Avalara MyLodgeTax > Blog > State and Local News > Irvine bans Airbnb, Vrbo from transacting in the city

Irvine bans Airbnb, Vrbo from transacting in the city

  • Feb 23, 2021 | Jennifer Sokolowsky

Irvine, California

The city of Irvine, California, has passed a new law that prohibits short-term rental platforms such as Airbnb and Vrbo from processing short-term transactions for properties within the city. Platforms must also report the names and contact information of anyone within the city attempting to use the platform for a short-term rental transaction.

The measure, which went into effect February 12, is the latest effort by the city to enforce its ban against short-term rentals in residential districts.

The city passed the ban on short-term rentals in 2018, but as of May 2019, as many as 1,500 vacation rentals were still operating in Irvine. The city strengthened its enforcement efforts, including public outreach, an administrative citation process with increased fines, and a contract with Host Compliance, a company that identifies short-term-rentals for cities.

As of 2021, the number of short-term rentals had decreased to around 500, but the city passed the latest law with the aim of reducing that number even further.

A number of other Southern California coastal cities have taken action on short-term rentals recently.

  • Huntington Beach passed a law allowing “hosted” short-term rentals — where the host stays on-site during guests’ stays — throughout the city. 
  • In November, Costa Mesa placed a moratorium on short-term rentals that was later extended until at least November of 2021.
  • The California Coastal Commission approved Laguna Beach’s short-term rental law, which was passed last year. The ordinance bans new short-term rental units in residential neighborhoods, but allows residential properties in commercial areas to operate as vacation rentals.
  • A new Malibu short-term rental law went into effect in January. The ordinance requires short-term rentals to obtain a permit from the city and to include the permit number in any advertising. Vacation rentals that advertise or operate without a permit can face fines of $1,000 per day.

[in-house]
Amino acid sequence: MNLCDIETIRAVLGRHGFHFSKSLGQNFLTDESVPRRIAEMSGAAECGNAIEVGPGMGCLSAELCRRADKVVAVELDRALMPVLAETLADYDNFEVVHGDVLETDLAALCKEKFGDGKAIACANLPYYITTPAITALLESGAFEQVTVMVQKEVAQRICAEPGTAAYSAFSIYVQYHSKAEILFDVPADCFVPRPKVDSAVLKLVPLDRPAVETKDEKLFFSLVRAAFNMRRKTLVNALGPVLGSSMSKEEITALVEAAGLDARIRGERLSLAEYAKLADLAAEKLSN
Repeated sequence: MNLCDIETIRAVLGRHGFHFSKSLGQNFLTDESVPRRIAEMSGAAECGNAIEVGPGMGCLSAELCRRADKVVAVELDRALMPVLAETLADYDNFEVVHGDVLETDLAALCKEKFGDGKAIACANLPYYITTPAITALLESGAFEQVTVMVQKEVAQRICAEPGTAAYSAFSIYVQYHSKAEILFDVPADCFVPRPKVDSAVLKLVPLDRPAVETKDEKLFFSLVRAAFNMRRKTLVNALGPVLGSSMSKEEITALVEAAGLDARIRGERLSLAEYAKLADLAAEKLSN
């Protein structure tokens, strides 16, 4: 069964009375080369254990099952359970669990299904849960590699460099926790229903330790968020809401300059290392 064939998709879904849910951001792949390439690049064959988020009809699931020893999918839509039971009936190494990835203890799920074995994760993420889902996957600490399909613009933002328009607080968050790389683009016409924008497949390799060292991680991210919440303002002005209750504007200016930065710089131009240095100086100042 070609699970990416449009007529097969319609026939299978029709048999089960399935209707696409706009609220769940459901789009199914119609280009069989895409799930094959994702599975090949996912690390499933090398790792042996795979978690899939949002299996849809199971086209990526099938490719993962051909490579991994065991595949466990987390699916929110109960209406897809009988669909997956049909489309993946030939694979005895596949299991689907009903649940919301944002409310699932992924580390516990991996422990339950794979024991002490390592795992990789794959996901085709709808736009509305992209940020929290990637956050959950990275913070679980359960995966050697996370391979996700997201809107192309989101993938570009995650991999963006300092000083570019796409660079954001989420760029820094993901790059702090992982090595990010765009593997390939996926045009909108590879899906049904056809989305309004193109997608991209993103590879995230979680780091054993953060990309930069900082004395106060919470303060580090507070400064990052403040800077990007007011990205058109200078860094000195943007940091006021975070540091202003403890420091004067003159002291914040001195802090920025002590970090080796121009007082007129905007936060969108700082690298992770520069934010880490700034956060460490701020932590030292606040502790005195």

• In Long Beach, a new law allows unhosted short-term rental stays, limiting the number of permits for these types of vacation rentals to 800 within the city.

Irvine follows Denver’s lead

Irvine isn’t the first city to try cracking down on illegal vacation rentals by targeting short-term rental platforms. In November 2020, the Denver City Council approved a measure making it illegal for short-term rental platforms to receive payment for unlicensed vacation rentals, with fines of $1,000 per violation per day. Denver and Airbnb had been in negotiations on how to deal with unlicensed rentals since 2018.

Platforms including Airbnb and Vrbo have fought these kinds of measures in court in other cities in the past, but they’ve taken a more cooperative stance and are expected to abide by the Denver law.

In a settlement last summer, Airbnb agreed to provide more information on its properties to New York City in order to support the city’s short-term rental enforcement efforts, ending two years of legal battles.

More recently, Airbnb and Expedia Group (parent company of HomeAway and Vrbo) made agreements with Honolulu and Kauai to require hosts to provide government-issued property identification and tax registration numbers.

MyLodgeTax can help automate and simplify tax compliance for California hosts. For more on lodging taxes in California, see our state Vacation Rental Tax Guide. If you have tax questions related to vacation rental properties, drop us a line and we’ll get back to you with answers.


Lodging tax rates, rules, and regulations change frequently. Although we hope you'll find this information helpful, this blog is for informational purposes only and does not provide legal or tax advice.
Avalara Author
Jennifer Sokolowsky
Avalara Author Jennifer Sokolowsky
Jennifer Sokolowsky writes about tax, legal, and tech topics. She has an extensive international background in journalism and marketing, including work with The Seattle Times, The Prague Post, Avvo, and Marriott.

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